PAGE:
The White Flight into Social Media

Posted: July 23, 2012 in Uncategorized

Kony 2012 –it’s been a couple of months since this video has gone viral, but the images and dialogue of Jason Russell’s Kony video flashed through my head as I read Janell Hobson’s “Digital Whiteness, Primitive Blackness”. The day after the video had gone viral, posters about the events of Kony 2012 swept across the hallways of school, my phone was buzzing with notifications about someone adding me to a Kony 2012 group and statuses changed every minute to Kony 2012. I only watched less than ten minutes into the video. It disturbed me about how simple it was to catch Kony and to end violence in Uganda with a simple promise to Jacob and Jason Russell’s own son. With this in mind, Hobson’s article can be contrasted with the overall issue of the Kony 2012 initiative and how white supremacy still remains supreme in our world today.


Using social media to promote global awareness to issues such as poverty, violence and political turmoil has its advantages. The Kony 2012 campaign definitely embodied the wonders of the internet with over 92 million views on Youtube alone. However, though it has been a success for the Invisible Children Organization to create a stir worldwide, it exemplifies this “digital divide” that Hobson talks about in her article. In the video, a contrast between white and black is visible to the naked eye. Hobson states that there are three wordportray blackness are nature, primitivism and pre-modernity. This contrast is further epitomized in this video, where Russell is depicted as progressive, because he’s struggling to help create this world of peace by having the technological means to broadcast this young boy’s story. On the contrary, Russell’s friend Jacob is portrayed as the disadvantaged youth who relies on the white man with the camera to tell his story to the world. With that being said, the social injustices of Africa are exploited by today’s social media and those who exploit them are predominantly white. However, as Hobson mentions, there are Africanists and Afrocentrics that would disagree with these efforts to portray Africa as a place suffering from social injustices. Instead, they look at Africa as progressive.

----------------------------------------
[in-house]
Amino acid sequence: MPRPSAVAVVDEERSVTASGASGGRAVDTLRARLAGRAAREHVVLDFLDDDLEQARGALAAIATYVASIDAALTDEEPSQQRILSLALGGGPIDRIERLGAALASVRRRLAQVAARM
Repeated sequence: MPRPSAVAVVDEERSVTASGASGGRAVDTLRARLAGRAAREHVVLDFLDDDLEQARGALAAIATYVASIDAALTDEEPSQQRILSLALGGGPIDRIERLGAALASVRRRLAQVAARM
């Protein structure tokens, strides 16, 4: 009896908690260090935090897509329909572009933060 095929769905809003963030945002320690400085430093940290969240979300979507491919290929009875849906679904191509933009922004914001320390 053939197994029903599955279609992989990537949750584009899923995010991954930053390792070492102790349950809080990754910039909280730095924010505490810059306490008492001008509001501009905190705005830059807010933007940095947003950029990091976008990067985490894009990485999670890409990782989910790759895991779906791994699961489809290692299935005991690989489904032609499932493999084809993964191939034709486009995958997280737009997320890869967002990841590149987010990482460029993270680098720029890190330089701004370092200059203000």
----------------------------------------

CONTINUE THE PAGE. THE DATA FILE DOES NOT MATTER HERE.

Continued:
In addition to this, Hobson briefly describes a documentary video that was released in 2003 called Afro@Digital. This documentary that is directed by Balufu Bakupa-Kanyinda aims to detract from the imagery of white progressiveness and to look deeper into Africa’s progressive history in the realm of science and mathematics. Unfortunately, we do not see mainstream media portraying the progress in Africa. Flipping through the news, everything about Africa is negative. I understand the sympathy that Russell and the Invisible Children have for those who have suffered under Kony’s reign, but instead of progressing, they are digressing. It brings back the primitive images of the World Columbian Exposition of 1893, where the white Americans show off their supremacy through the technological progress of the “White City”, while they portraying “bare-breasted” black women sitting in a Dahomey village. In my opinion, the Kony 2012 video is doing exactly what the World Columbian Exposition aimed to do, as well and that’s to further show white supremacy over the non-white people.